Some may argue that Christ came to abolish us from the Law, that is, the Ten Commandments. I think the words of our Lord would dispute that type of argument when He said “Think not that I am come to destroy the law, or the prophets: I am not come to destroy, but to fufil”(Matthew 5:17). Indeed the life that God commanded us to live by, we failed to do so. Thus we are not justified in order to be saved by keeping the Law. But when Christ died and became that perfect atonement which we read in the book of Hebrews, “But this man, after he had offered one sacrifice for sins for ever, sat down on the right hand of God” “by one offering he hath perfected for ever them that are sanctified”(Hebrews 10:12,14). Christ then fulfilled the Law and its requirements. But not only that, the temporal law, that is, the ceremonial law were abolished because Christ was that sign, that figure, who became the one and only perfect sacrifice for the atonement of our sins. The Moral Law, the Decalogue, is the original moral Law that God commands all Christians to keep even after they are saved. The ceremonial laws were about sacrifices and atonement for sin to which we know now that Christ became that one and only sacrifice and atonement that pleased the wrath of God for all time.
Let us also add secondly, that the ceremonial laws were only for the people of Israel. God did not command them to be observed by all men, like Gentiles. So does God command only the Israelites to keep the Sabbath?
The text that we have read says “in it thou shalt not do any work, thou, nor thy son, nor thy daughter, thy manservant, not thy maidservant, nor thy cattle, nor thy stranger that is within thy gates” Exodus 20:8-11. Notice the underlining words which indicate to us that God has not commanded that only the Israelites will keep the Moral law. If it was so, it would have been treated as a ceremonial law like the ones we find in the book of Leviticus. But it is quite the opposite. The text mentions God commanding the ‘stranger’ that is, the Gentile, to keep the Sabbath Holy.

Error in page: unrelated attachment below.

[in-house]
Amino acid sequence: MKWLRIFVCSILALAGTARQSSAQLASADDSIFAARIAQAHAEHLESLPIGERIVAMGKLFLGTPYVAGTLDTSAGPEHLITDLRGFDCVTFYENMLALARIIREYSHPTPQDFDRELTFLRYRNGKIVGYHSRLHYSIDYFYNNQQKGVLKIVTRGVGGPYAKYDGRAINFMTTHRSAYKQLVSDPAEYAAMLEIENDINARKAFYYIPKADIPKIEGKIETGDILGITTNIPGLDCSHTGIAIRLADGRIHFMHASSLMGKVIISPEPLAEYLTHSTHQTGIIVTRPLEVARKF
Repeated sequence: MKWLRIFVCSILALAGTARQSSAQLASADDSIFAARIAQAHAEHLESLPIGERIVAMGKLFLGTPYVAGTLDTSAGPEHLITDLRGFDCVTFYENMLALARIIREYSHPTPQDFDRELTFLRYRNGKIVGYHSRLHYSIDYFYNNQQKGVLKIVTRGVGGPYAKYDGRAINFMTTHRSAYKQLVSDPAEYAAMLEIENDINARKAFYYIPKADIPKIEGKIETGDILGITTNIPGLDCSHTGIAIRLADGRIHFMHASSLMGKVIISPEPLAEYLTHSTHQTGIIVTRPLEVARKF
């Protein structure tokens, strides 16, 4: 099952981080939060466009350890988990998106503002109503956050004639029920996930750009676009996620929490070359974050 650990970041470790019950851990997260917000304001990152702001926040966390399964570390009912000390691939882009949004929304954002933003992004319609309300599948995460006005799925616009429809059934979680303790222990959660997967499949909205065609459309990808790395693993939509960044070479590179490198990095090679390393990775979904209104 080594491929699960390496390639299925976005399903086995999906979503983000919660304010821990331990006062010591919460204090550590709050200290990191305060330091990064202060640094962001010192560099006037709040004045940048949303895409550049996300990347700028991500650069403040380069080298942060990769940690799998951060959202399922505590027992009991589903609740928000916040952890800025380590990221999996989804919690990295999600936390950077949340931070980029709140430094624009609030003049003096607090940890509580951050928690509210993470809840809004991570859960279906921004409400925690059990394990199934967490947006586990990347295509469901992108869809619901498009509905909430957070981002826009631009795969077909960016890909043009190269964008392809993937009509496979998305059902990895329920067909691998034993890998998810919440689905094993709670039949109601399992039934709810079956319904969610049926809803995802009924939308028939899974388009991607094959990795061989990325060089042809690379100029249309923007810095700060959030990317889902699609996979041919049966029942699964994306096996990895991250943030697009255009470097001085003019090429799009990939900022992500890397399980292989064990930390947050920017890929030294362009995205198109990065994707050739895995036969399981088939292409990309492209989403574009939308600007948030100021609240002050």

It was theological Giant B.B. Warfield who stated “They (the commandment) give him a concise but comprehensive summary of his duties towards God and man. But the Israelite, too, is a man. And it ought not to surprise us to discover that the duties of the Israelites towards God and man, when summarily stated, are just the fundamental duties that are owed to God and man by every man, whether Greek, or Jew, circumcision or uncircumcision, barbarian, Scythian, bond or free. Such, at all events, is, in fact, the case.” “These commandments are but the positive publication to Israel of the universal human duties, the common morality of mankind.”
This justifies the Fourth Commandment as a Moral Law as valid as the First to the Tenth.
Thirdly, with all solemnity, if one does not keep the Fourth commandment, perfectly or imperfectly, they are rejecting the perfect character of God. Because as most of us know, the Ten Commandment, the Law is a reflection of God’s perfect moral character as we have already stated earlier. And if we deny to follow or believe that we ought to follow the Law of God as Christians, we deny God’s morally perfect nature. Since God has instituted the Moral Law, His character cannot change by nature. Neither can the fourth commandment change. We also must realize that these commandments, all of them; not just the nine, or just three or four of them, all of them, are binding for us until we meet Christ.
 Taken from: Free Grace Broadcaster. Issue 233, international edition, The Lords Day, B.B.Warfield, Sunday: The World’s Rest Day, 2015, Chapel Library, p.16